Administration of the estates of the landed gentry in Ireland during the Victorian era was meticulous. Large estates employed agents, accountants, solicitors, valuators and cartographers, all of whom created detailed records. These collections, if they survive, can be a treasure trove for researchers.
At the beginning of the 19th century the majority of the island of Ireland was in the possession of about 5,000 families. The other 5.2 million of the population were tenants. While many families were tenants of middlemen, you may be lucky enough to find an ancestor who was residing on a large and well administered estate for which there are surviving records.
In order to identify the owner of the property where your ancestor resided, you should start by consulting the Primary Valuation of Ireland, otherwise known as Griffith’s Valuation. As well as recording the occupier of a property, Griffith’s also recorded the ‘immediate lessor’. This is the person to whom the rent was paid. If your ancestor paid their rent directly to one of the landed gentry, it might be sensible to search for evidence of surviving estate records for this family. Once you have identified the name of the landlord there are a number of resources that should help you to locate surviving estate records:
www.LandedEstates.ie: This is a database created by NUI Galway that details estates across Ireland, although its primary focus was on estates in Connacht. This website will provide you with details about the extent of the estate, the families in possession of property and sources for surviving records. This is not a comprehensive listing of estate records, so should not be your only destination when searching for such records.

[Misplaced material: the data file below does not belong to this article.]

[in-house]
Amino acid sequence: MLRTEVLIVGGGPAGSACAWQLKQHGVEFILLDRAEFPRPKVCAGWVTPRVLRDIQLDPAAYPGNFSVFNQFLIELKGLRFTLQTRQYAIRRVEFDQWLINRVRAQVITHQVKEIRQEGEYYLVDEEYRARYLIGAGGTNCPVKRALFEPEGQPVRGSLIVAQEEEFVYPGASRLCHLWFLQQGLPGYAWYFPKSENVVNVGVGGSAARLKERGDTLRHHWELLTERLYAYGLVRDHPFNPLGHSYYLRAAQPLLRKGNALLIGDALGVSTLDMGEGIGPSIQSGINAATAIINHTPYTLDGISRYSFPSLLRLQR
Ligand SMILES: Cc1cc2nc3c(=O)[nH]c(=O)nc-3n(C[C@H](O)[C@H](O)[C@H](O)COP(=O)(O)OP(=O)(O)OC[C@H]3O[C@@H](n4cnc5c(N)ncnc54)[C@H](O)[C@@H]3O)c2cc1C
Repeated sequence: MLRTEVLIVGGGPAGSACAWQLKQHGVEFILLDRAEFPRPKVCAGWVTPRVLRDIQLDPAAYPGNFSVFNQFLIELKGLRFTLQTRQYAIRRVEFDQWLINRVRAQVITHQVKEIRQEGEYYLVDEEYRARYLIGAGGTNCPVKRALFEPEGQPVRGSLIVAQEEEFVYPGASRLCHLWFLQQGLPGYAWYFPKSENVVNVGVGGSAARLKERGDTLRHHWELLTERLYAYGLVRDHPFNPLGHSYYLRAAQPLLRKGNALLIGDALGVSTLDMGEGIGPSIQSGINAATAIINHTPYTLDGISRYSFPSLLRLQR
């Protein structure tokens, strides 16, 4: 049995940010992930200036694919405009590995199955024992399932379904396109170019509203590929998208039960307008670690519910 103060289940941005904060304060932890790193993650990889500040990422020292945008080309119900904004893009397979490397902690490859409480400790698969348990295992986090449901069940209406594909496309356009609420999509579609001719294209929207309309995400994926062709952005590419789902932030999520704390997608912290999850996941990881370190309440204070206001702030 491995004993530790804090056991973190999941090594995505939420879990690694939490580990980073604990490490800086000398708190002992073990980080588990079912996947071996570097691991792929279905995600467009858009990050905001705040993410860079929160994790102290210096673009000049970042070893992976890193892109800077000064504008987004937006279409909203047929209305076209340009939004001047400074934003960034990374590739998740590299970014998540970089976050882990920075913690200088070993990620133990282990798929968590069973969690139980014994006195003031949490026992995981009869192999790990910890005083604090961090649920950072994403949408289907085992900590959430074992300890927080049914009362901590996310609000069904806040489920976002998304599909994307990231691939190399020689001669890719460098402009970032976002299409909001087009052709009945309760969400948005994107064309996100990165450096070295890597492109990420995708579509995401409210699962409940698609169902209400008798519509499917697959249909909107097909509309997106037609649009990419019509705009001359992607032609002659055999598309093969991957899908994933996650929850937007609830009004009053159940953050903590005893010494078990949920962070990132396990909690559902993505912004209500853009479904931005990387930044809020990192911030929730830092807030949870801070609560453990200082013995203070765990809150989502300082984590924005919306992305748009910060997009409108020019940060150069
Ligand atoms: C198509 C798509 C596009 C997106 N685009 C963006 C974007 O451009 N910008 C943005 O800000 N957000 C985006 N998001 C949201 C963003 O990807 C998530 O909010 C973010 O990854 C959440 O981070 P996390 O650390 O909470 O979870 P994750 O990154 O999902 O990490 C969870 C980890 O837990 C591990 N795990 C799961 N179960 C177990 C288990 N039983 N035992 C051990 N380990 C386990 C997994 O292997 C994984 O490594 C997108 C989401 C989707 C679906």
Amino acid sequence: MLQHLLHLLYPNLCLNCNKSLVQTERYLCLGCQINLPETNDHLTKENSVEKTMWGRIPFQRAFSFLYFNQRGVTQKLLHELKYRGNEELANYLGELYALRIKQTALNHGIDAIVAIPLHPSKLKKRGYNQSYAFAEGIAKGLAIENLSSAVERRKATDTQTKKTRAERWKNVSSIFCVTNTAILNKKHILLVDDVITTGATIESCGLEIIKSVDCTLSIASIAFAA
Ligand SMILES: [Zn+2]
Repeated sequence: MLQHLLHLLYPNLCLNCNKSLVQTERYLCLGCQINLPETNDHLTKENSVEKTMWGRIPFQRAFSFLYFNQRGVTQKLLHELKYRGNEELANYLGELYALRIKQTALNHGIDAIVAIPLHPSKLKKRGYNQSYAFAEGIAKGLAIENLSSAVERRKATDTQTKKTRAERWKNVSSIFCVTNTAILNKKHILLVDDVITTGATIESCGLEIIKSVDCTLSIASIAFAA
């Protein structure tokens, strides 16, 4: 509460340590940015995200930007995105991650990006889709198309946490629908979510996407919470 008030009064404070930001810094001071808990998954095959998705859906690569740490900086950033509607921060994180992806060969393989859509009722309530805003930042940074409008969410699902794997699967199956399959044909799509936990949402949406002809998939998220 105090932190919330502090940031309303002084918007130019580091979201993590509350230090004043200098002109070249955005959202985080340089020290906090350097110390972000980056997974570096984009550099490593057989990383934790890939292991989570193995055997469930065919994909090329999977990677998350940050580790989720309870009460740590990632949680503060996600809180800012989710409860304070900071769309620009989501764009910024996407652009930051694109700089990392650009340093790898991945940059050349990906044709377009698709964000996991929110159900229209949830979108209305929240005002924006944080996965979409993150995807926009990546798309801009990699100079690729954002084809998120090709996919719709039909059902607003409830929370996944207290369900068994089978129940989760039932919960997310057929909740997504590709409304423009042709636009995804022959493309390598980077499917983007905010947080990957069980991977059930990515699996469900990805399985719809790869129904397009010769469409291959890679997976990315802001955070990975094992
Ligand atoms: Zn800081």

Sources.NLI.ie: This is the online version of ‘Hayes Manuscript Sources for the History of Irish Civilization’ a catalogue created by the Director of the National Library of Ireland in the 1950s and 1960s and is probably the most useful means of locating estate records. The catalogue identifies collections not just in the National Library of Ireland but also the National Archives, the Public Records Office of Northern Ireland (PRONI) and repositories around the world.
www.PRONI.gov.uk : Records for estates in the Republic of Ireland can also be held in PRONI in Belfast. Families who had estates in Ulster in the 19th century may also have had estates in other parts of the country. You might find that their papers are in Dublin, Belfast or even in an English repository.
Using these various sources you should be able to establish whether or not there are surviving papers that might prove relevant to your family.
So what can you expect to find in a collection of estate papers? While recently researching the Loughlin family from County Kilkenny, I discovered that their landlord was Charles B. Wandesford. The Sources catalogue on the website of the National Library of Ireland pointed to an extensive collection of Wandesford papers held by the library. The collection list for these papers ran to several hundred pages, I had stumbled upon a treasure trove of records. In the 1830s, when Charles Wandesford inherited the estate from his mother, he commissioned a survey of the estate. The surveyors report, which was found in the estate papers, provided a detailed description of each townland, including the townland where my Loughlin family were living. The surveyor described the houses of the tenants as nothing more than windowless cabins dug into the ground with sods of earth for roofing. The townland had been persistently subdivided and contained over 200 families living in the most dire circumstances.